The Walking Dead: The Ones Who Live Review - 5 Ups & 5 Downs From "Bye"

Rick and Michonne hide their motivations in a thrilling if formulaic episode.

The Ones Who Live
AMC

Last week, The Walking Dead's latest spin-off The Ones Who Live gave long-time fans some brilliant insight into what Rick Grimes and Michonne have been up to during their years separated since the mainline series tore them apart.

Following their bittersweet reunion, Rick and Michonne's fates seem tangled beyond repair. Rick, now a soldier for the CRM, has forced his long-lost wife to adopt the personality of a meek survivor, so his superiors won't use her to control him... or kill her.

Since the CRM have a deep aversion to survivors with a predilection for leading, Michonne needs to stay out of the spotlight. But given the fact she's finally found her husband after many dark days apart, how long will Rick be able to keep her safe from the political trappings of his new life?

In the show's latest hour, "Bye" - titled to form the sentence "Years Gone Bye" with the previous two episodes, a haunting callback to The Walking Dead's premiere - the star-crossed pair are caught between a rock and hard place, but their biggest challenge may just be each other.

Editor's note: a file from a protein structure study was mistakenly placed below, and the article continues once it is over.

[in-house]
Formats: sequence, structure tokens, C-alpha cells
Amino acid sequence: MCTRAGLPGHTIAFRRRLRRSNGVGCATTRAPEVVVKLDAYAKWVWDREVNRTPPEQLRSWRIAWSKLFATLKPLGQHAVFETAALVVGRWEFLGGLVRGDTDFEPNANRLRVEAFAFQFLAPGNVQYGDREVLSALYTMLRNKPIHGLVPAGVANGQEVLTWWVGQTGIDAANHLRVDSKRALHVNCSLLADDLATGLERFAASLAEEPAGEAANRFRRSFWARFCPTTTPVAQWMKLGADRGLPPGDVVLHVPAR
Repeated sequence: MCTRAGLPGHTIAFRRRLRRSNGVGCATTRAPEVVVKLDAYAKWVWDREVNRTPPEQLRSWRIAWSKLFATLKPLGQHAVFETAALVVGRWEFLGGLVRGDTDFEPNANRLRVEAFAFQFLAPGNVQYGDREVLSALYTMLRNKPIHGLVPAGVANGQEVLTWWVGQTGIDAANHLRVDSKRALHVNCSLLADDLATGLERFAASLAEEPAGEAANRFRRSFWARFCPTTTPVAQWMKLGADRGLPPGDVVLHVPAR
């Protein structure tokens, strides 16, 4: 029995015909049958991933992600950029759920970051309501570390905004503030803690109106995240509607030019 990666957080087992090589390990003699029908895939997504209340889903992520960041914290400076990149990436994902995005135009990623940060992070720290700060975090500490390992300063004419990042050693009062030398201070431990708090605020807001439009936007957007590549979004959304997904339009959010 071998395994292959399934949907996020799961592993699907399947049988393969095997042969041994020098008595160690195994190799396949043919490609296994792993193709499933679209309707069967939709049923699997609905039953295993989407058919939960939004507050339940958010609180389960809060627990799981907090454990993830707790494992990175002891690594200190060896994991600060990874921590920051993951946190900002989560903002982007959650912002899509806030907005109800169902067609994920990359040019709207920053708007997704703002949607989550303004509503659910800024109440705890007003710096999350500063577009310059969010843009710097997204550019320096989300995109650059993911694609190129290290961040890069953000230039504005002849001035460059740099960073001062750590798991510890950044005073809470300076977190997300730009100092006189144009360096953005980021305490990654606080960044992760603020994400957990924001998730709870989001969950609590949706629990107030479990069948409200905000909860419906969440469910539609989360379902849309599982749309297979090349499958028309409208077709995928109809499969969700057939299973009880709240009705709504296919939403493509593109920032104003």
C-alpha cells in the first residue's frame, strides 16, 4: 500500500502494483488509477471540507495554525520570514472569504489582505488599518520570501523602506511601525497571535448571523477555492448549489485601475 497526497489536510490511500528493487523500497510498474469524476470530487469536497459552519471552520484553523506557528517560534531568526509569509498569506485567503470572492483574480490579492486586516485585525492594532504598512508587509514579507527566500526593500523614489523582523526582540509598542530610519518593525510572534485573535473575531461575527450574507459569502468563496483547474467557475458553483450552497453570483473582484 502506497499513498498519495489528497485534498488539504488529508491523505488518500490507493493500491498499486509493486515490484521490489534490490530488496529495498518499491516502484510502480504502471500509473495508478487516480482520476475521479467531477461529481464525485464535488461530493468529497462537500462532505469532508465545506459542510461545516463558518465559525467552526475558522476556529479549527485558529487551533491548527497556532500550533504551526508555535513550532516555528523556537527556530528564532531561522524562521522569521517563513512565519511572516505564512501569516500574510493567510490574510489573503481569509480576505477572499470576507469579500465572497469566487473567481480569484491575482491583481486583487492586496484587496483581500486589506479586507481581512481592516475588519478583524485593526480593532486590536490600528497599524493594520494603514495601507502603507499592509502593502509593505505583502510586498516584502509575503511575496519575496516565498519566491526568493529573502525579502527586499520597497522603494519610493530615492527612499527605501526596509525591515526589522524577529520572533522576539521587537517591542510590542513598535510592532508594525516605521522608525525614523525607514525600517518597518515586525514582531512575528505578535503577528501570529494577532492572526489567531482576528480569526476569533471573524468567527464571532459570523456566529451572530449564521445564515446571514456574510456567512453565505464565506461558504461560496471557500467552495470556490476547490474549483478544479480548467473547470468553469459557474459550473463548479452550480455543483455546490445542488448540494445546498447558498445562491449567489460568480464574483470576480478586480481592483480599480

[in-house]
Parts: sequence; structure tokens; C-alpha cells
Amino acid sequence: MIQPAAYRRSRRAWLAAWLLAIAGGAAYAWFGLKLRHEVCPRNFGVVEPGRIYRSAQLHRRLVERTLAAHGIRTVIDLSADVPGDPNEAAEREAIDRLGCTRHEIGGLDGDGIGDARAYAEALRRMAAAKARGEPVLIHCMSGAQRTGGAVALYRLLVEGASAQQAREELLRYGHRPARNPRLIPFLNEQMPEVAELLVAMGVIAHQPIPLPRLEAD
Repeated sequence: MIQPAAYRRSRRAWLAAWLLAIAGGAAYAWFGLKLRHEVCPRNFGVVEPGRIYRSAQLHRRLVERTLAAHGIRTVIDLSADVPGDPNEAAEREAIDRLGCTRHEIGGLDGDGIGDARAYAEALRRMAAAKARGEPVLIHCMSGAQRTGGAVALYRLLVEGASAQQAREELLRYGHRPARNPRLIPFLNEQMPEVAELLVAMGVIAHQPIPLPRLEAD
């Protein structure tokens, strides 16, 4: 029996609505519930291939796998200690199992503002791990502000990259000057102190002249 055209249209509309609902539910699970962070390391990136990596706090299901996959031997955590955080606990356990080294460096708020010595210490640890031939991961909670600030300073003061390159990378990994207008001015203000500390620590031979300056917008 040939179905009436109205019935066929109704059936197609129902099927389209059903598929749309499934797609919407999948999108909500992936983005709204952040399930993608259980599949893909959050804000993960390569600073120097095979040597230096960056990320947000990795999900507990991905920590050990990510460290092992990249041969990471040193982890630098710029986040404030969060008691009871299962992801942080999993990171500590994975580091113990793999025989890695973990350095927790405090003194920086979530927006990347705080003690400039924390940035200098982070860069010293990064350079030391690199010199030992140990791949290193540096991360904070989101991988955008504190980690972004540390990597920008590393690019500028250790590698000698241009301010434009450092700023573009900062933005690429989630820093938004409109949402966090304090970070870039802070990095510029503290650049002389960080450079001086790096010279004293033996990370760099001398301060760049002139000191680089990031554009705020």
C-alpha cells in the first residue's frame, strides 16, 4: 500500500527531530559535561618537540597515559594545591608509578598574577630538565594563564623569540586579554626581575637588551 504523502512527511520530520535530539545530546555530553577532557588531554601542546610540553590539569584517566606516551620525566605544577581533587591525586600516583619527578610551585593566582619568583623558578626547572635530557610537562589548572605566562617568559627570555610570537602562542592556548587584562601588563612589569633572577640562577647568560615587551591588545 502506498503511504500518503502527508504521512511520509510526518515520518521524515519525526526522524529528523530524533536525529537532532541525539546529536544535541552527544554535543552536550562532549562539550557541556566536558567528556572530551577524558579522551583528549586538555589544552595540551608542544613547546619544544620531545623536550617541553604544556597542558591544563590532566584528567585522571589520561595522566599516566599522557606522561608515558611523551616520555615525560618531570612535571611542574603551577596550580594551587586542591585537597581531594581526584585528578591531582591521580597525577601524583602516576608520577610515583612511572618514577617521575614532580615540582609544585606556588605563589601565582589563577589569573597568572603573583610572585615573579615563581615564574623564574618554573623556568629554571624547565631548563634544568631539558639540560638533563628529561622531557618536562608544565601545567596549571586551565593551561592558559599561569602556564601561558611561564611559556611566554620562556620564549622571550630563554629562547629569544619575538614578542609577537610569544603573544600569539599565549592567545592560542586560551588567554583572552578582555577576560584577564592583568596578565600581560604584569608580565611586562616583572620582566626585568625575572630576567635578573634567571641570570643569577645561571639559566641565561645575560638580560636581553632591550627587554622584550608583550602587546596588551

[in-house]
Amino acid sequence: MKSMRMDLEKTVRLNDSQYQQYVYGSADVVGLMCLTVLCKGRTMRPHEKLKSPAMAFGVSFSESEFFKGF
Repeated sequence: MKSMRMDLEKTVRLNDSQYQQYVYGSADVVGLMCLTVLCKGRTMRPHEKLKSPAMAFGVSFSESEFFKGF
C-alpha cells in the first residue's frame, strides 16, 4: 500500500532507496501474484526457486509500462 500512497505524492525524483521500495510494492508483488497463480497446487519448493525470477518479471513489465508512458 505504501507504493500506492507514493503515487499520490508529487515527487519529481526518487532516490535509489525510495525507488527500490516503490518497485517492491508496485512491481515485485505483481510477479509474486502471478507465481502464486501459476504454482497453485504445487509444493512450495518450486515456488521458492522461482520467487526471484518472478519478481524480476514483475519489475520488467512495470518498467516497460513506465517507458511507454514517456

Here are 5 Ups and 5 Downs from episode three of The Ones Who Live. As with previous recaps, this article will contain spoilers.

10. Down: It Takes Risks But Still Feels Predictable

The Ones Who Live
AMC

"Bye" continues the trend of the previous two episodes, startling its with deep, nostalgic character work, but pushing itself a bit too hard to twist expectations.

For the most part, the episode follows a simple pattern: Rick is trying to keep Michonne out of trouble, whilst Michonne tries to keep up appearances and reconnect with him. But amongst this, there are several red herrings that feel obvious from the start, from Michonne's clashes with Rick's frenemy Thorne and Rick's desperate attempts to push her away.

The latter of these developments is the worst. Though well acted, watching Rick scream at Michonne that "everything we had is broken" never rings quite true. It's obvious he's trying to push her away, and Michonne can see through such a ploy as well as we can.

There's other moments like this, too: Rick creating an elaborate escape for Michonne that she abandons to stay with him, as if she was ever going to leave. The episode does this a lot - a rug pull followed by an expected anti-climax - and it never packs the punch it's aiming for.

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